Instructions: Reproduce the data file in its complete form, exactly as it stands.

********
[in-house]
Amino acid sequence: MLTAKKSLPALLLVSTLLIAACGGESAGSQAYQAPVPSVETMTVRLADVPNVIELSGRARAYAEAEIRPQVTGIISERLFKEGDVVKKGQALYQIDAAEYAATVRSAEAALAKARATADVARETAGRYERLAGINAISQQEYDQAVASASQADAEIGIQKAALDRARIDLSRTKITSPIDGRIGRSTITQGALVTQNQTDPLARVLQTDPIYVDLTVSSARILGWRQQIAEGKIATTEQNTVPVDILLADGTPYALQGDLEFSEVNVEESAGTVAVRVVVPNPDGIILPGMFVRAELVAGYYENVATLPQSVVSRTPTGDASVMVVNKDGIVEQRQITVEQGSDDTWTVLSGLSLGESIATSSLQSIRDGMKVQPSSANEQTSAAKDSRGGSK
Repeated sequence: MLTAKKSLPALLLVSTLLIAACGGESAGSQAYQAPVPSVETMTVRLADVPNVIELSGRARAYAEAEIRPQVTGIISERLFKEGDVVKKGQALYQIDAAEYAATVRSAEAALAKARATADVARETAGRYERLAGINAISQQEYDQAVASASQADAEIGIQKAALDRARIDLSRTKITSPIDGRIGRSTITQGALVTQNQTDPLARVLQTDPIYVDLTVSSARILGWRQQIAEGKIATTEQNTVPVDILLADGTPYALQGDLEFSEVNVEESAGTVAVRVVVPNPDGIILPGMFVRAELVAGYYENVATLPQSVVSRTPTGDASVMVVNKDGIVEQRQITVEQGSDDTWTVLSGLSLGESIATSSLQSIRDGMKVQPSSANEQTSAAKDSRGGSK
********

[in-house]
Amino acid sequence: MLTAKKSLPALLLVSTLLIAACGGESAGSQAYQAPVPSVETMTVRLADVPNVIELSGRARAYAEAEIRPQVTGIISERLFKEGDVVKKGQALYQIDAAEYAATVRSAEAALAKARATADVARETAGRYERLAGINAISQQEYDQAVASASQADAEIGIQKAALDRARIDLSRTKITSPIDGRIGRSTITQGALVTQNQTDPLARVLQTDPIYVDLTVSSARILGWRQQIAEGKIATTEQNTVPVDILLADGTPYALQGDLEFSEVNVEESAGTVAVRVVVPNPDGIILPGMFVRAELVAGYYENVATLPQSVVSRTPTGDASVMVVNKDGIVEQRQITVEQGSDDTWTVLSGLSLGESIATSSLQSIRDGMKVQPSSANEQTSAAKDSRGGSK
Repeated sequence: MLTAKKSLPALLLVSTLLIAACGGESAGSQAYQAPVPSVETMTVRLADVPNVIELSGRARAYAEAEIRPQVTGIISERLFKEGDVVKKGQALYQIDAAEYAATVRSAEAALAKARATADVARETAGRYERLAGINAISQQEYDQAVASASQADAEIGIQKAALDRARIDLSRTKITSPIDGRIGRSTITQGALVTQNQTDPLARVLQTDPIYVDLTVSSARILGWRQQIAEGKIATTEQNTVPVDILLADGTPYALQGDLEFSEVNVEESAGTVAVRVVVPNPDGIILPGMFVRAELVAGYYENVATLPQSVVSRTPTGDASVMVVNKDGIVEQRQITVEQGSDDTWTVLSGLSLGESIATSSLQSIRDGMKVQPSSANEQTSAAKDSRGGSK